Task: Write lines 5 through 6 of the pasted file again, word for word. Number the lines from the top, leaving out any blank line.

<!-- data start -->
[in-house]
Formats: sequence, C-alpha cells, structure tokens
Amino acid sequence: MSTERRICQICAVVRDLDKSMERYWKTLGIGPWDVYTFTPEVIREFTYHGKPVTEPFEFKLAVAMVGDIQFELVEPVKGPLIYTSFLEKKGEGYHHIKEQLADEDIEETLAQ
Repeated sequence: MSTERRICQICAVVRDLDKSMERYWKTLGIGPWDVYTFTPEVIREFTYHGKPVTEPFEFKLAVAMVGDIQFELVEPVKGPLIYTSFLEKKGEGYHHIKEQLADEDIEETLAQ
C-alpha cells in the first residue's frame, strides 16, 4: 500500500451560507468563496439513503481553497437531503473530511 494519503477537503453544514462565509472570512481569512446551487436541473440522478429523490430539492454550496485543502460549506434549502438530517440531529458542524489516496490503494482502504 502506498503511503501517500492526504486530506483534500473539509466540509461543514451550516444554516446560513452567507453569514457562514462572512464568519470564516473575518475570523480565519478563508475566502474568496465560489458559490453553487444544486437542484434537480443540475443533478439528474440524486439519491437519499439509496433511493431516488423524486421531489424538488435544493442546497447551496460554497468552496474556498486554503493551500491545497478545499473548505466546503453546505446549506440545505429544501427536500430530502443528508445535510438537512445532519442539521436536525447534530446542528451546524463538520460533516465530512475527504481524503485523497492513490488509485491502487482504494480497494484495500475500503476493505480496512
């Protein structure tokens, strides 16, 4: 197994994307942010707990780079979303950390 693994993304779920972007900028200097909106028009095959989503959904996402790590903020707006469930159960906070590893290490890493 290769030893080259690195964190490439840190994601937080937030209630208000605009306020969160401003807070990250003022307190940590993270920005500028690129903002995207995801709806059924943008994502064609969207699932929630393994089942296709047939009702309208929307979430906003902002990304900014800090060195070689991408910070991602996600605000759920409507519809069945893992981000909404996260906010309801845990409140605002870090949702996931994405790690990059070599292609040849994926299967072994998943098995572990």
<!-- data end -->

C-alpha cells in the first residue's frame, strides 16, 4: 500500500451560507468563496439513503481553497437531503473530511 494519503477537503453544514462565509472570512481569512446551487436541473440522478429523490430539492454550496485543502460549506434549502438530517440531529458542524489516496490503494482502504 502506498503511503501517500492526504486530506483534500473539509466540509461543514451550516444554516446560513452567507453569514457562514462572512464568519470564516473575518475570523480565519478563508475566502474568496465560489458559490453553487444544486437542484434537480443540475443533478439528474440524486439519491437519499439509496433511493431516488423524486421531489424538488435544493442546497447551496460554497468552496474556498486554503493551500491545497478545499473548505466546503453546505446549506440545505429544501427536500430530502443528508445535510438537512445532519442539521436536525447534530446542528451546524463538520460533516465530512475527504481524503485523497492513490488509485491502487482504494480497494484495500475500503476493505480496512
């Protein structure tokens, strides 16, 4: 197994994307942010707990780079979303950390 693994993304779920972007900028200097909106028009095959989503959904996402790590903020707006469930159960906070590893290490890493 290769030893080259690195964190490439840190994601937080937030209630208000605009306020969160401003807070990250003022307190940590993270920005500028690129903002995207995801709806059924943008994502064609969207699932929630393994089942296709047939009702309208929307979430906003902002990304900014800090060195070689991408910070991602996600605000759920409507519809069945893992981000909404996260906010309801845990409140605002870090949702996931994405790690990059070599292609040849994926299967072994998943098995572990």